There are Australian documents that contain medical information on all drugs including psychiatric drugs. These are available on-line and in Australia’s main drug manual MIMS (Monthly Index of Medical Specialties).
Pharmaceutical companies write and Australia’s drug regulatory agency, the Therapeutic Goods Administration (TGA) approves these documents on drugs.1 They cover such vital information as warnings, potential side effects, contraindications and other important information that is needed by anyone to be able to give fully informed consent. They also enable the consumer and their family to be able to be alert for potentially very dangerous side effects.
These documents are:
- Product Information (PI): used by doctors, pharmacists and other health professionals. This is the most comprehensive document and includes any “boxed warnings” (the strongest warning placed on a drug, written in a text box). Anyone can ask their doctor at time of prescribing for this or the pharmacist when filling the prescription
- Consumer Medicine Information (CMI): an abbreviated form of the Product Information written for consumers. Any information related to a boxed warning is placed in the CMI but not in the same words and not in a box so the reader does not know the strongest warning in Australia has been placed on the drug. Anyone can ask their doctor at time of prescribing for this or the pharmacist when filling the prescription.
Both the CMI and the PI for all drugs can be located on the TGA’s website: https://www.ebs.tga.gov.au/
No one should stop taking any psychiatric drug without the advice and assistance of a competent medical doctor. Always call 000 in an emergency.
Australian Psychiatric Drug Warnings
As the TGA is responsible for monitoring the safety of drugs in Australia they issue warnings about drugs which the public are not always aware of. There have been over 60 psychotropic drug warnings, (including safety advisories, investigations the TGA have performed and information they and the Government have issued) issued since 1995.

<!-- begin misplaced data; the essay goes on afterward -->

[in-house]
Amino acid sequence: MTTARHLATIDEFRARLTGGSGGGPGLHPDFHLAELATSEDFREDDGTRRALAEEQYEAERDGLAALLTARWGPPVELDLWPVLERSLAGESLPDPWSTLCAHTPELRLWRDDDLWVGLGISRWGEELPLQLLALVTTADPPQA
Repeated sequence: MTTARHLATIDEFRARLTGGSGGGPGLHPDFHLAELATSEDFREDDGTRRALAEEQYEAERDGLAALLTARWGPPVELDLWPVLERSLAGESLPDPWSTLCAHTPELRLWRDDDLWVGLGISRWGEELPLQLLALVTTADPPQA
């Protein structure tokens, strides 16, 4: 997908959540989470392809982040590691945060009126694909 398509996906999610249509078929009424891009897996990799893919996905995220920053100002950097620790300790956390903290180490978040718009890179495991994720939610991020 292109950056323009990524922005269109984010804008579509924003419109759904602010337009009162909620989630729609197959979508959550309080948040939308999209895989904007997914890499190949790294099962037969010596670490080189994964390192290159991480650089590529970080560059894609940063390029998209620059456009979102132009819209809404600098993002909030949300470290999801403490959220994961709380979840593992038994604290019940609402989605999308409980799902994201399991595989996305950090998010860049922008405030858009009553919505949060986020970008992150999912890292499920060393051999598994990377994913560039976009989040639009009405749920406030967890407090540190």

It is vital for the public to be aware of these warnings so as to be able to give fully informed consent. CCHR has collated them in layman’s terms with full references. They can be viewed here.
Side effects reported to the TGA for psychiatric drugs in Australia
The TGA has a database of all the side effects reported by doctors, chemists and the public for all drugs available on their website. It is very simple to generate side effect reports for psychiatric drugs using this database.
These reports generated include the number of deaths linked to the drug. Each time this is done for a drug, two reports are generated so both should be looked at. It is also a good idea to save the reports as they can then be fully searched for specific side effects.
Use this direct link for the TGA database: https://www.tga.gov.au/database-adverse-event-notifications-daen
Or see under “Adverse Events” on the TGA homepage https://www.tga.gov.au/
More information on other specific drug side effects from the TGA can be found on CCHR’s side effect page.
- Information about prescription medicines drugs in Australia” https://www.ebs.tga.gov.au